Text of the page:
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The LGBTQ+ community is diverse and made up of different experiences, identities, and challenges. However, members of the community are disproportionately at-risk for suicide and other mental health struggles. This section has information and resources for yourself and to help support loved ones who identify as a member of the LGBTQ+ community.

How To Take Care Of Yourself

If you're struggling, you can call or chat with the Lifeline. We're available 24/7 and confidential. There are crisis counselors available to listen and support you without judgment.

Know you are not alone. In addition to the Lifeline, there are resources at the bottom of this page where you can connect with other members of the LGBTQ+ community. You can also check out the stories of hope and recovery below in the resources section to learn how some LGBTQ+ people have coped during hard times.

Build a support network. Develop a support network in your life that will help keep you safe and that you can lean on if you feel depressed or suicidal.

Talk to someone. Don’t keep thoughts of suicide to yourself. Lean on your support network, find a therapist or a support group, or get in touch with the Lifeline.

Make a safety plan. Have a step-by-step plan ready for if/when you feel depressed, suicidal, or in crisis, so you can start at step one and continue through the steps until you feel safe.

How To Help

We all have a role in preventing suicide. Learn how to support and be an ally to your LGBTQ+ loved ones.

Be an ally. Publicly show your support for the LGBTQ+ community. Ensure that you are supporting loved ones by affirming their identity, using their pronouns, and being committed to providing a non-judgmental and safe space for all.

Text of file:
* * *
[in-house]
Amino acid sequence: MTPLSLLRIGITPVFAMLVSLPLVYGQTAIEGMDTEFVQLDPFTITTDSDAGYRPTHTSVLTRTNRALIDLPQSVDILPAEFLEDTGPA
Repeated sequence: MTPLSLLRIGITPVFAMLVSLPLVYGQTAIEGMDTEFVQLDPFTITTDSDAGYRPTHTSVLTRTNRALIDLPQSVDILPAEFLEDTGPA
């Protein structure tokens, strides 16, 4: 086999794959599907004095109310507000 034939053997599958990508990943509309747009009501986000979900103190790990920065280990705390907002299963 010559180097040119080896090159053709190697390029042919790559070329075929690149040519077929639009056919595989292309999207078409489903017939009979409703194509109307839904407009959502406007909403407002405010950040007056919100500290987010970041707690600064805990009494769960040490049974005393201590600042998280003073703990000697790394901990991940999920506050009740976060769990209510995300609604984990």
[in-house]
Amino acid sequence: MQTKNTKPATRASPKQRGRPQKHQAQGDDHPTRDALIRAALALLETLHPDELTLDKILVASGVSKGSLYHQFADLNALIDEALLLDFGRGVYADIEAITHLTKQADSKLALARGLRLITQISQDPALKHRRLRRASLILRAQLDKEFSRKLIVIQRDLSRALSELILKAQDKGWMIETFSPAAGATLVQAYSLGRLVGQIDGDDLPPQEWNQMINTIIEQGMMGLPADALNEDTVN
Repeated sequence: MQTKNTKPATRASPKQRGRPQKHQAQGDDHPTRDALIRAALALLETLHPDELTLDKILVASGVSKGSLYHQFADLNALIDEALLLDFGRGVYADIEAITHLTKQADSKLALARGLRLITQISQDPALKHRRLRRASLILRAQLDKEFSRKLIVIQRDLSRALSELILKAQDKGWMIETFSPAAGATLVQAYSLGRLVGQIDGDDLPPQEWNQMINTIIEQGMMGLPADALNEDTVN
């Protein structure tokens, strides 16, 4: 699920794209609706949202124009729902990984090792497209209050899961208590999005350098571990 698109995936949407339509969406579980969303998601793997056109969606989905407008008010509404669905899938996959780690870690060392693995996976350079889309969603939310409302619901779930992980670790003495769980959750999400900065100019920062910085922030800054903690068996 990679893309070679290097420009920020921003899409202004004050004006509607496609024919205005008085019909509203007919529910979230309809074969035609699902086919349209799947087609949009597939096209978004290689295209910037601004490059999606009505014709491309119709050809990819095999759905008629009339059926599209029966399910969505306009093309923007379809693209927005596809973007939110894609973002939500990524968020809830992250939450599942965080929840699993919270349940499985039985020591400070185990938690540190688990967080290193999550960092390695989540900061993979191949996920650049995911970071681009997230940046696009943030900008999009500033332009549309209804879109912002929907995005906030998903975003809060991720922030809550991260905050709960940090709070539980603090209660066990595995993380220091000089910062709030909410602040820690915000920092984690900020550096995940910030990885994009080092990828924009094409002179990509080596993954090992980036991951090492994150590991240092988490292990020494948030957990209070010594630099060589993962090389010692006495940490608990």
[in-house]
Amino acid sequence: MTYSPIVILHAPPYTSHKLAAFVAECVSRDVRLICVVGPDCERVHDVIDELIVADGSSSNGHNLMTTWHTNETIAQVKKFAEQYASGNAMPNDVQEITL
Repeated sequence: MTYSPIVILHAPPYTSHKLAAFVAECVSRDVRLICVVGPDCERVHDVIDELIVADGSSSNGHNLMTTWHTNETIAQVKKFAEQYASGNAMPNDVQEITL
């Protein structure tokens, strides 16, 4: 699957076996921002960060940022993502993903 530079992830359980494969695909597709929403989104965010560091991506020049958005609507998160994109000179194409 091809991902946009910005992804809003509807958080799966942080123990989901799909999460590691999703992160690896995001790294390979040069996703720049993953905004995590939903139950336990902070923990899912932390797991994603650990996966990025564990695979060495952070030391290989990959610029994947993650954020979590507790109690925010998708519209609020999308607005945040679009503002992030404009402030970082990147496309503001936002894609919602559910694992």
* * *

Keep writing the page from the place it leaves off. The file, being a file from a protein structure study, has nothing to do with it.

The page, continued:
Know the facts. Over 80% of LGBTQ+ youth have been assaulted or threatened, and every instance of victimization in an LGBTQ+ person’s life more than doubles the likelihood of self-harming.

Ask and listen. Be an active part of your loved ones’ support systems and check in with them often. If they show any warning signs for suicide, be direct and ask. Tell them it’s OK to talk about suicidal feelings. Listen to their story without offering advice or judgment. For more guidance on steps you can take to help someone thinking of suicide, visit www.bethe1to.org.

Link them to resources and remember to take care of yourself. Collaborate with your loved one to get them any help they might need. If you’re not sure where to start, the Lifeline is always here to talk or chat, both for crisis intervention and to support allies.

Strong family bonds, safe schools and support from caring adults can all protect LGBTQ youth from depression and suicidality (Committee on Adolescence 2013).

Family and community support. Support from family, trusted adults, and friends make all the difference for transgender children and youth. A recent study found that transgender children whose families affirmed their gender identity were as psychologically healthy as their non-transgender peers (Olson 2016).

Stories of Hope and Recovery

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  • Out trans Army sergeant Shane wants others like him to know that they're not alone.

    "We as a nation need to start the healing by showing and supporting our own humanity."

    Read Shane's Story
  • For Grace, all it took was one day for her to change her life and her mindset. Grace is the founder of the Best Day Project, a LGBTQIA youth suicide prevention web series.

    "I challenged myself from that day to just be the exact kind of person I want to be and live the exact kind of life I want to, and it’s just–it was up to me to do it. So, I just started living for the day, just enjoying everything I could [and] really making good decisions."

    Read Grace's Story
  • When Anna came to terms with her sexuality, she realized that everyone's journey to happiness is unique.

    "There is not one way to accept yourself, as there is not one way to fall in love, or to be happy, or to pick your favorite color."

    Read Anna's Story

Get in touch

Call the Lifeline

Call the Lifeline anytime, 24/7

1-800-273-8255

Disaster Distress Helpline

Call or Text 1-800-985-5990

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